Standard Gauge Railway (SGR) contractor, the China Road and Bridge Corporation, will remain in Kenya for another five years after the project is complete.
Transport CS James Macharia has said that the Government is inching closer to signing an agreement that will see the current contractor engaged in supervising the operations of SGR for the first five years of its operation. Since the next phase running from Nairobi to Naivasha is expected to be complete next year, the Chinese contractors may be here up to 2022.
Speaking during an inspection tour in Athi River, Macharia said the move was necessary in order to address accountability and safety concerns that may crop up once the multi-billion-shilling project becomes operational.
“You see, these investments about bridges, we would like the person who has done them to test them. To make sure we don’t have a train flipping because the contractor did a shoddy job. So it ensures accountability,” he said.
Ahead of schedule
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He added that this was agreed by all regional Member States of the Northern Corridor Transit and Transport Co-ordination. He said the Government would use those five years to build its own capacity to run the project.
But the announcement comes barely two months after Kenya Railways Corporation (KRC) advertised on March 29 that it was in search of a transaction advisor to help procure an operator for the Mombasa-Nairobi SGR.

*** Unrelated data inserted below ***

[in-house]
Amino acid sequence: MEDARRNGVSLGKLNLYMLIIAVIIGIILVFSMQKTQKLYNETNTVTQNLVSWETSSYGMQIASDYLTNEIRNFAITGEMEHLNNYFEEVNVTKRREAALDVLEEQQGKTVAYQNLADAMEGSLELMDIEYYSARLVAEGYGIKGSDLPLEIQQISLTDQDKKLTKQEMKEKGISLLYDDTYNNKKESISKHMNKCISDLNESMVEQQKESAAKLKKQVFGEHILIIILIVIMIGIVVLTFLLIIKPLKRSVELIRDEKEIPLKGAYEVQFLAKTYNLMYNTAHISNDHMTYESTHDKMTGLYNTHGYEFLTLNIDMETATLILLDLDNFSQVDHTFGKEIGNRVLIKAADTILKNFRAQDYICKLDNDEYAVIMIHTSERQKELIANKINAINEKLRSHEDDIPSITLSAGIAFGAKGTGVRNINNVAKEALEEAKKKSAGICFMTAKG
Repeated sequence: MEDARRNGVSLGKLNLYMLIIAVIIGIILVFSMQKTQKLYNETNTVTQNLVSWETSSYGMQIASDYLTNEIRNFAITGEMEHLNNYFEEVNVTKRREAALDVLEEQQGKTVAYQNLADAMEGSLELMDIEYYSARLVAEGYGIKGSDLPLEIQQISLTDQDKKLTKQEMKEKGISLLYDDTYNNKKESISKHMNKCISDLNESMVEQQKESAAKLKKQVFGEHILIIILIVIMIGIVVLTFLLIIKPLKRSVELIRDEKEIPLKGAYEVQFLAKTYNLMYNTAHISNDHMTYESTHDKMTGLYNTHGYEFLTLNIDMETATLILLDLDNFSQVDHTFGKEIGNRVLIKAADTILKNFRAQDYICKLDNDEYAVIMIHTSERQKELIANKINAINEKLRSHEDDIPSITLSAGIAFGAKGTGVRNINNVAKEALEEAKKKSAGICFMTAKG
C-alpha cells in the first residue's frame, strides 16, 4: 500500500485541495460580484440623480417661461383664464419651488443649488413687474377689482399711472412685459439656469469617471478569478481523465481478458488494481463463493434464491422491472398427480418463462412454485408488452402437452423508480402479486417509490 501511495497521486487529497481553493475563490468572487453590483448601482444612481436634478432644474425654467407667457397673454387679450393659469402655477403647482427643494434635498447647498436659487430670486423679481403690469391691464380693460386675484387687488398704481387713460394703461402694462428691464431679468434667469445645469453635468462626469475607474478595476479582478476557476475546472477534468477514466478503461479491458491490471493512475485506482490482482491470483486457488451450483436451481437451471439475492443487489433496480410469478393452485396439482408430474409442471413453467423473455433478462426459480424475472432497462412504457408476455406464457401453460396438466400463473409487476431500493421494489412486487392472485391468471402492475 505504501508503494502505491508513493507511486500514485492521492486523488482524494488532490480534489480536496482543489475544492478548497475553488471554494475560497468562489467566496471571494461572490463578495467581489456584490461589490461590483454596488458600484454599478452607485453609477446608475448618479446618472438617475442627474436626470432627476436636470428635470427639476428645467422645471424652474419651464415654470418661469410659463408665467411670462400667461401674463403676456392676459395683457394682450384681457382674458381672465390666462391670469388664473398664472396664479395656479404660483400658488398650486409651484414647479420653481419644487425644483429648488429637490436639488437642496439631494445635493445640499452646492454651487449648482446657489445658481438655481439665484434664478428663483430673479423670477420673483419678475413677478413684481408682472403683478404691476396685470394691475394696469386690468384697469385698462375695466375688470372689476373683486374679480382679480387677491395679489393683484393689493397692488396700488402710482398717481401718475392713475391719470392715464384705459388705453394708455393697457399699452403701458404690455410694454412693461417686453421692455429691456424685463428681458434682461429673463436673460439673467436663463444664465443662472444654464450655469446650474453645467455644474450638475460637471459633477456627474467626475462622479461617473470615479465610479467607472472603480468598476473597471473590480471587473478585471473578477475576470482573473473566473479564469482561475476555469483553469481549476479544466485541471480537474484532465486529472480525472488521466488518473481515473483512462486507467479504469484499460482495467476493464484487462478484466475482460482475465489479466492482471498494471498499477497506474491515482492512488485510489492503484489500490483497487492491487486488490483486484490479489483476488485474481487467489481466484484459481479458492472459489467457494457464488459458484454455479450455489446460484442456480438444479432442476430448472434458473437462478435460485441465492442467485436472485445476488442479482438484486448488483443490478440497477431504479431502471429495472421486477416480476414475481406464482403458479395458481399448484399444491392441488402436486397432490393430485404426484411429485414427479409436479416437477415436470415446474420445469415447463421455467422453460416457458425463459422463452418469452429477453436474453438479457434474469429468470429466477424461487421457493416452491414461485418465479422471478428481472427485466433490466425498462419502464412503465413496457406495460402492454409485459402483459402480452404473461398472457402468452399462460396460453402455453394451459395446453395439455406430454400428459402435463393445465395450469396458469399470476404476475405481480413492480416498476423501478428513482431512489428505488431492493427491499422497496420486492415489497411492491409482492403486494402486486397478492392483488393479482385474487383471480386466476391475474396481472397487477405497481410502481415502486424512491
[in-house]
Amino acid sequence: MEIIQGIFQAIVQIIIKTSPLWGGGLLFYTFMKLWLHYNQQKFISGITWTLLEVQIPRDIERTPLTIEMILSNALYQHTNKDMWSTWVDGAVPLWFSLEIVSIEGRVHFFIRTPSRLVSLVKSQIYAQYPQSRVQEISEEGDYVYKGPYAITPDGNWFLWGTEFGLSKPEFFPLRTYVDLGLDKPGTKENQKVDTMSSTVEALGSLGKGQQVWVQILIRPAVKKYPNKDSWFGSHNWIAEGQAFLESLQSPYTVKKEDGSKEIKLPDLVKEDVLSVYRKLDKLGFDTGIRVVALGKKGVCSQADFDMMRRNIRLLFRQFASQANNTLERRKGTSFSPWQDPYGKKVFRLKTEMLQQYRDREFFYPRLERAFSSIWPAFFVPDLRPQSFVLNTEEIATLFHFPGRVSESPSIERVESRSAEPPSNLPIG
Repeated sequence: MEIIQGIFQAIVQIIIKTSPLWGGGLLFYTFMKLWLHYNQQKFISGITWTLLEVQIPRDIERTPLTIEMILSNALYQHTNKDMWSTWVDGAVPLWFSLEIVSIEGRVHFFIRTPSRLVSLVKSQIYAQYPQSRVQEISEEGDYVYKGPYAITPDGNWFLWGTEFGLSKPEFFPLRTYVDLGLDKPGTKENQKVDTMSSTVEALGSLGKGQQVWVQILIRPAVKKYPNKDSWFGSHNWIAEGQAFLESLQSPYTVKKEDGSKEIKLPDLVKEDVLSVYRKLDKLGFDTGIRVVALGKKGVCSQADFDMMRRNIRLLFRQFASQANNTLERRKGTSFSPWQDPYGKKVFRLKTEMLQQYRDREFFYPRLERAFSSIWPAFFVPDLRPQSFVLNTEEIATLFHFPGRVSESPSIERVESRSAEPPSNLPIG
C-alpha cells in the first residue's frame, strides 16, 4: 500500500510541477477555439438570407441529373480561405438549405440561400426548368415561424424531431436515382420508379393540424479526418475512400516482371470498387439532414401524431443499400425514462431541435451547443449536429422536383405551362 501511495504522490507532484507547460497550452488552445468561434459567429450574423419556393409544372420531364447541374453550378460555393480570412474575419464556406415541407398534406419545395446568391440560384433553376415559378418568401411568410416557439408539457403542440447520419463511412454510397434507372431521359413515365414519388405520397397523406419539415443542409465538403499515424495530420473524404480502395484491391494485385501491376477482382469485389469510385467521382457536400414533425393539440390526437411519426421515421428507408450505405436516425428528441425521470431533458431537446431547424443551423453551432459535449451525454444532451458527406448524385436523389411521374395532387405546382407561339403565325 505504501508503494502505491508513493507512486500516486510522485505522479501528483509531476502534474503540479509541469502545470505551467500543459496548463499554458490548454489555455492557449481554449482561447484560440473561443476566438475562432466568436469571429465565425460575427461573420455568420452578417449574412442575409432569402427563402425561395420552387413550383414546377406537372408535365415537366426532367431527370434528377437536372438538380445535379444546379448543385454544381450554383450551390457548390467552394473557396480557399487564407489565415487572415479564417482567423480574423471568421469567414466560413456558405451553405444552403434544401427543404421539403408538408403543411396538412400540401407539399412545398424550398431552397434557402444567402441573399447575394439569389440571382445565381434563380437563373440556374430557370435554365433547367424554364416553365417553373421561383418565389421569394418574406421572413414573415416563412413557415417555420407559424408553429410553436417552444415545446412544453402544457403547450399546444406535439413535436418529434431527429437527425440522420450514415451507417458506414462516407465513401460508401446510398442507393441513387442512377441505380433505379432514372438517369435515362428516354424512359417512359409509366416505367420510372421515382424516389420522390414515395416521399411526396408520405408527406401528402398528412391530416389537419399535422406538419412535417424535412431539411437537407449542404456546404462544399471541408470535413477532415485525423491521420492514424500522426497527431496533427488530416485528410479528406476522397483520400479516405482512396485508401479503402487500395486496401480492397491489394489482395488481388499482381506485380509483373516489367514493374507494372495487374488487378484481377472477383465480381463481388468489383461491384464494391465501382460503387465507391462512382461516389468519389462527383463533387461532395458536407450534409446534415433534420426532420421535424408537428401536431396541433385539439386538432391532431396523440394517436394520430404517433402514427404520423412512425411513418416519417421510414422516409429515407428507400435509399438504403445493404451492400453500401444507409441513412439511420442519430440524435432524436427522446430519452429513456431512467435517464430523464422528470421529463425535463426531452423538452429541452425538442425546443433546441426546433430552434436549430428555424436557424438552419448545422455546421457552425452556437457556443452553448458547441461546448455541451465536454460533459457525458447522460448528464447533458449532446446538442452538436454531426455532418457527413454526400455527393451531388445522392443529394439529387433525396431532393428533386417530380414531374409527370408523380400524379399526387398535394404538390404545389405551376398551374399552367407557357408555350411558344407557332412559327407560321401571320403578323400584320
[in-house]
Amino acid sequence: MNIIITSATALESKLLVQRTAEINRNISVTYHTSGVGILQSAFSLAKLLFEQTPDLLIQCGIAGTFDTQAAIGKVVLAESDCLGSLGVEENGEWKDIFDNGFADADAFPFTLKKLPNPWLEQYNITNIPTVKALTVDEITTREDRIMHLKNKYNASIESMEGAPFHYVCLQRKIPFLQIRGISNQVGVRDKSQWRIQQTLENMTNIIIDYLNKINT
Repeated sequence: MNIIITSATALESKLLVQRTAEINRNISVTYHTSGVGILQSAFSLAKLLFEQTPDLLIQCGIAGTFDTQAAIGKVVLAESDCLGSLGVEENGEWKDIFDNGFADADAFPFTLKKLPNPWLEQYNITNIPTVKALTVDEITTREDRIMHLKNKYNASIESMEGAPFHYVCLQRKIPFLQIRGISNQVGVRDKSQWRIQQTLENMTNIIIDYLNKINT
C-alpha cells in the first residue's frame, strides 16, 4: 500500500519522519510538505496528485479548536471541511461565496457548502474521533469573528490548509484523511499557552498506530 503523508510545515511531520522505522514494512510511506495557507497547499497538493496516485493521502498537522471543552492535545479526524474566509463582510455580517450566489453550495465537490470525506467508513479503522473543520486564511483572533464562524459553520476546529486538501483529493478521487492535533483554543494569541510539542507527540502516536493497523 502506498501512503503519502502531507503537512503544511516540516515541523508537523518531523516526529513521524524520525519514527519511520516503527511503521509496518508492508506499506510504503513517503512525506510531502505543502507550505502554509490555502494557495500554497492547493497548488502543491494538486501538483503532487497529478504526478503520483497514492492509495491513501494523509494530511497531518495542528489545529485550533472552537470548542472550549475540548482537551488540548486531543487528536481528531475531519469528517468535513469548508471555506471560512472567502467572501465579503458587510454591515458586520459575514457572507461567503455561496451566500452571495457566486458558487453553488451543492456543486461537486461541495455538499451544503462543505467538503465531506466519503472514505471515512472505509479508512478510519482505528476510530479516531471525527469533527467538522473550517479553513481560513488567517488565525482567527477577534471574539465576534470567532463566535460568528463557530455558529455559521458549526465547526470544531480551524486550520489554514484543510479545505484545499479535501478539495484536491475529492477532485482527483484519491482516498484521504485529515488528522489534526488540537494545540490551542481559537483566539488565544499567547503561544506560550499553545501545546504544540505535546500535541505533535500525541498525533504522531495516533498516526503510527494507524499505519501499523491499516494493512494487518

In the advertisement, the corporation had said that the transaction advisor would also recommend an appropriate operating model for the railway, which would in turn inform the proper procurement of the operator.
The Government has already said that the first phase of the SGR project running from Mombasa to Nairobi is ahead of the June 1 schedule. The second phase, which will end in Naivasha, is expected to commence in October this year.
The laying of the tracks will be completed by December to allow ample time for testing before the first train commences its service.
According to KRC Managing Director Atanas Maina, the corporation has already ordered for 56 trains that include eight for shunting, five for passengers and 43 as mainline locomotives. In addition, 1,620 wagons have been ordered.
A single train is expected to transport 216 20-feet containers in a single trip which translates to about 108 trucks on the road.
As a result, freight costs per kilometre are expected to drop to $0.08 (Sh8.05) per tonne from the current $0.2 (Sh20.13) per tonne. The average trip from Mombasa to Nairobi by train will average four hours.